The Top of Germany and Austria

Trip Start Aug 03, 2010
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Trip End Aug 31, 2010


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Flag of Austria  , Austrian Alps,
Saturday, August 21, 2010

August 21, 2010 Saturday: Zugspitze (zug-spitz-ah), Alpine Luge, and Mittenwald

We had breakfast this morning trying to decide if it was going to be clear enough to climb to the top of Germany.  The Zugspitze is the highest point (2964 meters) in Germany but it is half in Austria.  We drove in weekend traffic (really heavy on two lane roads winding through the Alps) to Ehrwald where we rode the Zugspitzebahn (tram) up near the top.  At the top there was a restaurant on the Austrian side and several beer gardens on the German side.  We walked from Austria to Germany at the top.  Larry, Derek and Erin climbed, literally, to the top.  There was a sign before they started to climb that said Achtung!  Extreme Alpine Danger.  There were rungs, ladders and cables with people trying to go both ways.  I stayed behind and took video and pictures of them climbing and when they were at the top beside the big golden cross.  When they returned we had a bratwurst and they had a beer, well earned, for lunch.  Then we returned on the tram to the parking lot and went in search of the Alpine Luge.

The luge was in Lemoos-Biberwier and was called Marienbergbahn.  Larry, Derek and Erin got tickets for three times down the mountain and I took pictures again.  They rode a chairlift up the mountain and there were thirty-six turns in the track.  Derek went down first because he had a bright blue shirt on and I would know when to take pictures.

Next we drove to Mittenwald a town famous for its painted buildings.  In the zentrum the streets were lined with cafes and buildings with all kinds of paintings:  some religious, some historical, some cultural and even the church tower was painted.  They even painted on shutters and other embellishments.  There was a huge carved violin because Mittenwald is famous for violin-making and teaching  the craft.  Down the middle of the main street was a little ditch with flowing water and little foot bridges that went across in various places.  There were water features and fountains all over the place.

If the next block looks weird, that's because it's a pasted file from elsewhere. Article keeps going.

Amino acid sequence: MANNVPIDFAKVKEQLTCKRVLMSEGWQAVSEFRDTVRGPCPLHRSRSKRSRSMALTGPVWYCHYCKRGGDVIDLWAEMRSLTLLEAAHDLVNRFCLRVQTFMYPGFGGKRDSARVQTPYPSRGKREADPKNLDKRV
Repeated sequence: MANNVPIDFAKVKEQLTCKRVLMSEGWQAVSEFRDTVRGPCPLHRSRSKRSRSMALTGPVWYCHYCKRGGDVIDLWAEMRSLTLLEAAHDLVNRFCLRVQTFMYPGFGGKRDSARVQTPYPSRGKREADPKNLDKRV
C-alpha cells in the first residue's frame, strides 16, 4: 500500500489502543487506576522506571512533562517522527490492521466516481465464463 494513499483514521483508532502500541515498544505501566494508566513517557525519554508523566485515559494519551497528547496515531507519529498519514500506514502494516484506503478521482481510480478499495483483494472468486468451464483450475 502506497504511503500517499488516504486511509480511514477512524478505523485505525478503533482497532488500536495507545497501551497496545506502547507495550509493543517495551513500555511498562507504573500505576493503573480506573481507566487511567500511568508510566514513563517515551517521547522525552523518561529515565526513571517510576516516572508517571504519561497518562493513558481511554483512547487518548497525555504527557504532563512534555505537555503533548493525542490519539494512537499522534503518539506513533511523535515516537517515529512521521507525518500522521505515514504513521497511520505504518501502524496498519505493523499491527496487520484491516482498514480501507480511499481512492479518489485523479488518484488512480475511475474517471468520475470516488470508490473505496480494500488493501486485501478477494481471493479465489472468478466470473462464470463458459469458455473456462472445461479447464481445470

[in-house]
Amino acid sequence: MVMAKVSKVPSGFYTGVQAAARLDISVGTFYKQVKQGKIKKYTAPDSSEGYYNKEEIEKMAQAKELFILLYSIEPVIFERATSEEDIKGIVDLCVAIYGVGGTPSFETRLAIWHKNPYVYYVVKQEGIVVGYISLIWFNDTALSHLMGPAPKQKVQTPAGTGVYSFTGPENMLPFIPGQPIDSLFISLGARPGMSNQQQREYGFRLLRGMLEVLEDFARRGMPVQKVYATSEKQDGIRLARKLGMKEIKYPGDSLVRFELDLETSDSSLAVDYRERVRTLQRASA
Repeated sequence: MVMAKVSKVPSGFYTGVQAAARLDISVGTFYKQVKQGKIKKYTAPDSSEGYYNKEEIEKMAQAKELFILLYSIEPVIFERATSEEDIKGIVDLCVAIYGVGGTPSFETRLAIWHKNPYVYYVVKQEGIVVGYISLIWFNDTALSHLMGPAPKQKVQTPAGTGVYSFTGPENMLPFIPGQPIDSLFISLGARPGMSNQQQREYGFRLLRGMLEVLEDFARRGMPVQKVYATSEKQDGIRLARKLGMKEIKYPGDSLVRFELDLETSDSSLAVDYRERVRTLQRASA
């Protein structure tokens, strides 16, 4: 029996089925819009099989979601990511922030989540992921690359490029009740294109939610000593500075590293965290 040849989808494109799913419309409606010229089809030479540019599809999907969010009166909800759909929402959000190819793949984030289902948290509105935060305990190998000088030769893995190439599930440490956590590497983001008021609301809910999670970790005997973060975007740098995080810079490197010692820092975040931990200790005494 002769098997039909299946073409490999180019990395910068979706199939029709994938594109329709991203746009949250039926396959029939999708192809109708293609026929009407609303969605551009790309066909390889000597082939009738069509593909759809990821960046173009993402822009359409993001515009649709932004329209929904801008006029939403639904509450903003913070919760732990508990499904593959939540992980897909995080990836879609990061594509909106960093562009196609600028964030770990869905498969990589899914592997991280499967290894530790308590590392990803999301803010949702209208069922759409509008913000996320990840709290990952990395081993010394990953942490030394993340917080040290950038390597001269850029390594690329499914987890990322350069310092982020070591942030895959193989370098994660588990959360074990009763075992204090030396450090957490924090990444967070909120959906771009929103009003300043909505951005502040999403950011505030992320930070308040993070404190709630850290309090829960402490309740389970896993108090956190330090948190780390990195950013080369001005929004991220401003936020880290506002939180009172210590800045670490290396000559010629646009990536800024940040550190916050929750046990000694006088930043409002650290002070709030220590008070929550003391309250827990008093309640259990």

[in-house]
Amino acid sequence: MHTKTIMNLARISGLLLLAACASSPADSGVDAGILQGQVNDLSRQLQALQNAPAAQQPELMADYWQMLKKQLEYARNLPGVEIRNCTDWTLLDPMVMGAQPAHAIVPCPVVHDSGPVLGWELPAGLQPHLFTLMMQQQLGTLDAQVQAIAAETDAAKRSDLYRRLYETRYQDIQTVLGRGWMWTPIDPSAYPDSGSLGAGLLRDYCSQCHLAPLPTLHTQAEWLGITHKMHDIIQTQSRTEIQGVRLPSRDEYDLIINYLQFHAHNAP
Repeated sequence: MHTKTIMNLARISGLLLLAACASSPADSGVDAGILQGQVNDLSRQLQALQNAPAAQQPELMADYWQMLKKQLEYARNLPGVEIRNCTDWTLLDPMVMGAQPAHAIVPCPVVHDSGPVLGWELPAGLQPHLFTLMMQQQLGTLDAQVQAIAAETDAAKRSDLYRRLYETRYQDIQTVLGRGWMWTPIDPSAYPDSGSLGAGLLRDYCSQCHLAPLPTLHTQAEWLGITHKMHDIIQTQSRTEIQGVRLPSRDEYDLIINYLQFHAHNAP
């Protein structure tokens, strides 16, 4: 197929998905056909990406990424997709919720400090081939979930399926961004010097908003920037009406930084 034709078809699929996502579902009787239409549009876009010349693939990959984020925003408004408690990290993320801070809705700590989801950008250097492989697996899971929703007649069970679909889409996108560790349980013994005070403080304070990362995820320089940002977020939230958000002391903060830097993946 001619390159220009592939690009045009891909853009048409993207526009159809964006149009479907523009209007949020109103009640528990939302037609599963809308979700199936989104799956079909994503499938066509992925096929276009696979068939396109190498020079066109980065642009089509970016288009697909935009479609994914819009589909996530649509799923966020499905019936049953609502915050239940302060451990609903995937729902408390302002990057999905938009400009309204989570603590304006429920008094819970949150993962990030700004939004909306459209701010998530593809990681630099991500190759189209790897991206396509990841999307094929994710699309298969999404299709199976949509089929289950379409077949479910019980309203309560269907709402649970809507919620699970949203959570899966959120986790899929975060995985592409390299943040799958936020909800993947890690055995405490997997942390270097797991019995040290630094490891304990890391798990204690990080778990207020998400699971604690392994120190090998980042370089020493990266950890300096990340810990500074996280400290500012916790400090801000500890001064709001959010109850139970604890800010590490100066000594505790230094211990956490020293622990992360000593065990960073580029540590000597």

We decided to eat at the Gasthof Alpen Rose that served Augustiner Brau Munchen beer.  It was a street café with blue and white checked table clothes.  We sat at one end of long table outside.  We ordered our drinks, they got beer, I got wine.  Larry got spatzle with cheese and onions, Derek got roast pork, dumpling and sauerkraut, Erin got cheese dumplings and I got spinach dumplings again.  These were even better than the ones I had last night and I had to have help eating them, so did Erin.  While we were sitting there, two men and a little boy sat down beside and they were very loud.  But it wasn't long until they started to talk to us and ask us where we are from.  When we told them Ohio, one of them said Columbus, Ohio.  His name was Oswald (not Lee Harvey) Stadtler.  That was how he introduced himself.  He told us he had been to Columbus three times for the Arnold Classic as a competitor.  He was a competitive weightlifter.  He was a real character and started saying that he could tell I was a good mama.  He said things like: "I’m loving you so much" and “You break my heart.”  When he found out I was flying back to London alone, he said he would meet me there.  All in jest.  When we ran out of drink he would pour some of his in mine and in theirs and make another toast.  When he asked us our names and Larry said his he said, “Larry, not Hagman.”  Unfortunately we had an hour drive back to Reutte and we had to leave, but not before a picture of Oswald and me and two good-bye kisses on the hand.

We got back to Reutte just as the moon was rising over the mountain.  We stopped at the Shell Station again and got beers and a Radler for me.  We sat on the balcony and blogged until bedtime.      
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